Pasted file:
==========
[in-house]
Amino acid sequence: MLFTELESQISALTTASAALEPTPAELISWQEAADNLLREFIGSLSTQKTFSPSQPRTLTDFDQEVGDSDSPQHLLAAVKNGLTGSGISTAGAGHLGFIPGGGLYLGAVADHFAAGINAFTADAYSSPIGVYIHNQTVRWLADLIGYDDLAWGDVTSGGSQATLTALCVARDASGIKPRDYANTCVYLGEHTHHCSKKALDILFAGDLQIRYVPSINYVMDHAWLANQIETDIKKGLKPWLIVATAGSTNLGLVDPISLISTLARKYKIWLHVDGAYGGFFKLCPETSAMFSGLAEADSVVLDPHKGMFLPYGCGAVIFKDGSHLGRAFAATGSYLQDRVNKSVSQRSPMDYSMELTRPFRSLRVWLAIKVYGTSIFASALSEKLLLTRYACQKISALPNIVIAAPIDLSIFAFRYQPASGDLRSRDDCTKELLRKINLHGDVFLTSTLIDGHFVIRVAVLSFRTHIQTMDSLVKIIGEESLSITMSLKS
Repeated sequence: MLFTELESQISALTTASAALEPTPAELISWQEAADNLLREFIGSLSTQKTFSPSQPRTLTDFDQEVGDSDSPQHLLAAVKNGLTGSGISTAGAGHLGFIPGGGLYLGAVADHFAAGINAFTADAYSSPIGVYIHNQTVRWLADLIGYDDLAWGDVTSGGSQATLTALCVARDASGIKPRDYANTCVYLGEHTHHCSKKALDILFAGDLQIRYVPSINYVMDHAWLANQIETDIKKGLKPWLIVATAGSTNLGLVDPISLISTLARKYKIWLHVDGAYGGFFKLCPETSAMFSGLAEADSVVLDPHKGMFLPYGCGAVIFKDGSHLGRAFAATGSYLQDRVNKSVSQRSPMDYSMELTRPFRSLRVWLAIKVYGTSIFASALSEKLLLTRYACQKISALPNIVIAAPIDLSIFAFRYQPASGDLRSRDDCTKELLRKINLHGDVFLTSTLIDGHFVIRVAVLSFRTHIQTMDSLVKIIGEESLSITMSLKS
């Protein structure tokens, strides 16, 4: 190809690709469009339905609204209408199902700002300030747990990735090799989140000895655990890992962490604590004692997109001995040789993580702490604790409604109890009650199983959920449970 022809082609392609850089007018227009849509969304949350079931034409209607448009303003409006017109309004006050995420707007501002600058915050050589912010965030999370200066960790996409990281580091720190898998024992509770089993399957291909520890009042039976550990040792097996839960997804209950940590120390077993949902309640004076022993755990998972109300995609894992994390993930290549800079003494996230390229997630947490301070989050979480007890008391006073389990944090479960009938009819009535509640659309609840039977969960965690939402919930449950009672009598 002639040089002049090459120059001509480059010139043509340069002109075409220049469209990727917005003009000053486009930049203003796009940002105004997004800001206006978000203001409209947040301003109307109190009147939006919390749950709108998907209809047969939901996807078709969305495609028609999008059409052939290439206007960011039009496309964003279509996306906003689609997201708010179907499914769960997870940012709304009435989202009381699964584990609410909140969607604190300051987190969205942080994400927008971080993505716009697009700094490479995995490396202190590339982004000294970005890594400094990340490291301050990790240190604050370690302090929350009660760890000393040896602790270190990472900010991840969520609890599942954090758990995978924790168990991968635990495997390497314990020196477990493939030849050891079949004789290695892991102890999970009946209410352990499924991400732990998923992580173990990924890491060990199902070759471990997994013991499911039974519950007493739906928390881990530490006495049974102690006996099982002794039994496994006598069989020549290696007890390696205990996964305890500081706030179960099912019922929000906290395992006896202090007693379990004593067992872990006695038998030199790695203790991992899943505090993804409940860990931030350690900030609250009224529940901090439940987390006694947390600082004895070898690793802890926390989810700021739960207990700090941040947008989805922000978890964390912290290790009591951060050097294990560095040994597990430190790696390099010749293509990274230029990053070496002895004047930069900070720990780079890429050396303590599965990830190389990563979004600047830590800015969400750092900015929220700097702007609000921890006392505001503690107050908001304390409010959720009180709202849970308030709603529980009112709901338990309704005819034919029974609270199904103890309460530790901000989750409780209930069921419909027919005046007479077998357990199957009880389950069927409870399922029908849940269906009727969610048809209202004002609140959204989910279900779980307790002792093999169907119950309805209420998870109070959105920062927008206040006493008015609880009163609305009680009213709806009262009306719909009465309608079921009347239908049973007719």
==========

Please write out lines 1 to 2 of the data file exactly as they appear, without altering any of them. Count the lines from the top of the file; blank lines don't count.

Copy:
[in-house]
Amino acid sequence: MLFTELESQISALTTASAALEPTPAELISWQEAADNLLREFIGSLSTQKTFSPSQPRTLTDFDQEVGDSDSPQHLLAAVKNGLTGSGISTAGAGHLGFIPGGGLYLGAVADHFAAGINAFTADAYSSPIGVYIHNQTVRWLADLIGYDDLAWGDVTSGGSQATLTALCVARDASGIKPRDYANTCVYLGEHTHHCSKKALDILFAGDLQIRYVPSINYVMDHAWLANQIETDIKKGLKPWLIVATAGSTNLGLVDPISLISTLARKYKIWLHVDGAYGGFFKLCPETSAMFSGLAEADSVVLDPHKGMFLPYGCGAVIFKDGSHLGRAFAATGSYLQDRVNKSVSQRSPMDYSMELTRPFRSLRVWLAIKVYGTSIFASALSEKLLLTRYACQKISALPNIVIAAPIDLSIFAFRYQPASGDLRSRDDCTKELLRKINLHGDVFLTSTLIDGHFVIRVAVLSFRTHIQTMDSLVKIIGEESLSITMSLKS